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Joseph Tanenhaus on Judicial Decisions and Political Science

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In my investigation of how scholars of judicial politics adopted the decision as the core concept of the thing to be explained, part of my argument has been that this wasn’t unique to the behavioralists, but was true of ‘traditionalists’ as well.  Joseph Tanenhaus, a participant in this conflict, agrees, in his Journal of Politics article “Supreme Court Attitudes Toward Federal Administrative Agencies” (1960). It’s easy to get distracted by the dispute between quantitative and qualitative approaches, but there is more here than that.

In the current controversy over the suitability of quantitative methods for the study of appellate-court behavior, there is a tendency to overlook a rather important similarity among the majority of contenders on both sides. Most contemporary analysts of appellate-court decisions, whether they be lower-court judges, practicing lawyers, journalists, professors of law, or political scientists, tend to comb discrete decisions in a search for uniformities and inconsistencies [my emphasis]. However much their motives may vary, analysts of both schools strive to generalize about phenomena which are, in some ways, unique. Utilizing the techniques it considers most apposite, each group collects and classifies data which it hopes to cast into formularies characterizing the behavior of a court and its individual members.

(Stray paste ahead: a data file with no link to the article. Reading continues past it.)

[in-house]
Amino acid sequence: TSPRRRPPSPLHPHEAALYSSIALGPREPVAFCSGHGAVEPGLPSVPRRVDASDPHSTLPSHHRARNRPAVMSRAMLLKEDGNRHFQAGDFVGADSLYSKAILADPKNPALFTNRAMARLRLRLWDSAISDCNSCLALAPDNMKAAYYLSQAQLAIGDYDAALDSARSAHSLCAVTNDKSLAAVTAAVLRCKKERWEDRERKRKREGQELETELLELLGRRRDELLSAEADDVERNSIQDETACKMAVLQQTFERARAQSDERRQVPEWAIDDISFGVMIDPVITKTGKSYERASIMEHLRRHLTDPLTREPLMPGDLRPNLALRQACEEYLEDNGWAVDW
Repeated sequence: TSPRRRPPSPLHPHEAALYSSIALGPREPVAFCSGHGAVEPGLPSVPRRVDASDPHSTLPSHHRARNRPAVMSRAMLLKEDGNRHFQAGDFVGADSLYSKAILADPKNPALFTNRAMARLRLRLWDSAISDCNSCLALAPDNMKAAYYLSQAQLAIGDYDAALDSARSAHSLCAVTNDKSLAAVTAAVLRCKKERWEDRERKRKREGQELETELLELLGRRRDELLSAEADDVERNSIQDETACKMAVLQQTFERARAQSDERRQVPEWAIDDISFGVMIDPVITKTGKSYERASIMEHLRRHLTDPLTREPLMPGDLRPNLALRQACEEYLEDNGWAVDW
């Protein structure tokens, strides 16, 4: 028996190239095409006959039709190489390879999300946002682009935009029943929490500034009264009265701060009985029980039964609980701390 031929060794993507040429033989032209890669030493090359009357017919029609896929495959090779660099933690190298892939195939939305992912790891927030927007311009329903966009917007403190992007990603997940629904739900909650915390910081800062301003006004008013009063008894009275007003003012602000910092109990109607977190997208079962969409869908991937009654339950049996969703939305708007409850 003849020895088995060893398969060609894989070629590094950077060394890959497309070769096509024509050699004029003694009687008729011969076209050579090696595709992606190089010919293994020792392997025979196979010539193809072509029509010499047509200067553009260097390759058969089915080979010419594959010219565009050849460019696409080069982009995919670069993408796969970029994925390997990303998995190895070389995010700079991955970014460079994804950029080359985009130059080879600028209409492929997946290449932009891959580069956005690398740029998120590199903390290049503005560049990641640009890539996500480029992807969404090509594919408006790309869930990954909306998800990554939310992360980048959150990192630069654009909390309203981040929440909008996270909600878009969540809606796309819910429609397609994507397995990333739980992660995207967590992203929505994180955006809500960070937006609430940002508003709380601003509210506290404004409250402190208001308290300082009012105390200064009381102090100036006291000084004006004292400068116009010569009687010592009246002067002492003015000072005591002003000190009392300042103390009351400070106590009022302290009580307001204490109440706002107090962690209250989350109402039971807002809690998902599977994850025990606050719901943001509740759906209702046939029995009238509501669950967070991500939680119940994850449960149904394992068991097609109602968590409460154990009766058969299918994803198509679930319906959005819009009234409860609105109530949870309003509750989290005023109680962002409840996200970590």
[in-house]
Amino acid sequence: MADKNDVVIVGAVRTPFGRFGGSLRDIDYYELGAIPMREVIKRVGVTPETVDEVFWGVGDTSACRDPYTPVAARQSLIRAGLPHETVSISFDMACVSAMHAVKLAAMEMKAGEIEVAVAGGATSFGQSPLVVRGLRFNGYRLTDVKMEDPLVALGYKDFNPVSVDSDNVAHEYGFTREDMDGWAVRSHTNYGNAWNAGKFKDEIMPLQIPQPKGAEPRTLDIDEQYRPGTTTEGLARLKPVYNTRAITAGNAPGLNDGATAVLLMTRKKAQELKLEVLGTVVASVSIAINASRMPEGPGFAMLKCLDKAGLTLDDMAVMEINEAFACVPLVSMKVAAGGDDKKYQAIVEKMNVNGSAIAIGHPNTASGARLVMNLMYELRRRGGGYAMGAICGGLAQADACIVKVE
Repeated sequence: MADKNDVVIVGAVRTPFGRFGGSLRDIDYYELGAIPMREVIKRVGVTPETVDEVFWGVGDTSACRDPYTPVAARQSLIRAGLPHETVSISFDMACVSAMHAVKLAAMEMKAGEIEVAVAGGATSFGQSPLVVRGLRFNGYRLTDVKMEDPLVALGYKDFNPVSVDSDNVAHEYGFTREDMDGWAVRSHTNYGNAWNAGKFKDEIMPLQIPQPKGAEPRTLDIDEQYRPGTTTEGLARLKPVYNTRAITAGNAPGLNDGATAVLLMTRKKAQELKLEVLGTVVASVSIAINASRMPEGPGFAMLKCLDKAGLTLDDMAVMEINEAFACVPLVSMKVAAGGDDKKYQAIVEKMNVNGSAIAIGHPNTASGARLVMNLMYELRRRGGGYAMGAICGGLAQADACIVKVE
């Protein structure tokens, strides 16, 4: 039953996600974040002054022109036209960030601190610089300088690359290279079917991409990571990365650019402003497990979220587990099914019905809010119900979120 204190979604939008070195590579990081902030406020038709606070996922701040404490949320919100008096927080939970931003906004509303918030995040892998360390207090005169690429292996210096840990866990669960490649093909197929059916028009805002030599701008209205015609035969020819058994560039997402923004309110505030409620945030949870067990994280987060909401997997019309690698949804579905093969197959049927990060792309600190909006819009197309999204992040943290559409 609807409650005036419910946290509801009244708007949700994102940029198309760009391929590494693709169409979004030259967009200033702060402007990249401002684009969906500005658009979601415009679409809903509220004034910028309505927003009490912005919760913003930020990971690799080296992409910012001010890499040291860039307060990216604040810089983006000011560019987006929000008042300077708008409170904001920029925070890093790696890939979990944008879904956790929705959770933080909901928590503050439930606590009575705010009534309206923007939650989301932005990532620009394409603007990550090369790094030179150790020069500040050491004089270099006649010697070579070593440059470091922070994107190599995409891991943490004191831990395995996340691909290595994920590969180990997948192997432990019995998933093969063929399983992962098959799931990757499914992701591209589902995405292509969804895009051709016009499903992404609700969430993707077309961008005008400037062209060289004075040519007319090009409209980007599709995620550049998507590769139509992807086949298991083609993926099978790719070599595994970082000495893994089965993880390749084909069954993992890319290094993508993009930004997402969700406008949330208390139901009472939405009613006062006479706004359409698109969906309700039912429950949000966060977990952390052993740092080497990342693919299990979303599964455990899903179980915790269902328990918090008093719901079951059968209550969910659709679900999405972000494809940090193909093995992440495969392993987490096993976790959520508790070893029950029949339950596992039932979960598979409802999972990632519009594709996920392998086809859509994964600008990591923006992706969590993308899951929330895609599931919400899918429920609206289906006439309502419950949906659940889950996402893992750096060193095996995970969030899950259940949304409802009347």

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Written by David Kaib

May 11, 2013 at 4:12 pm

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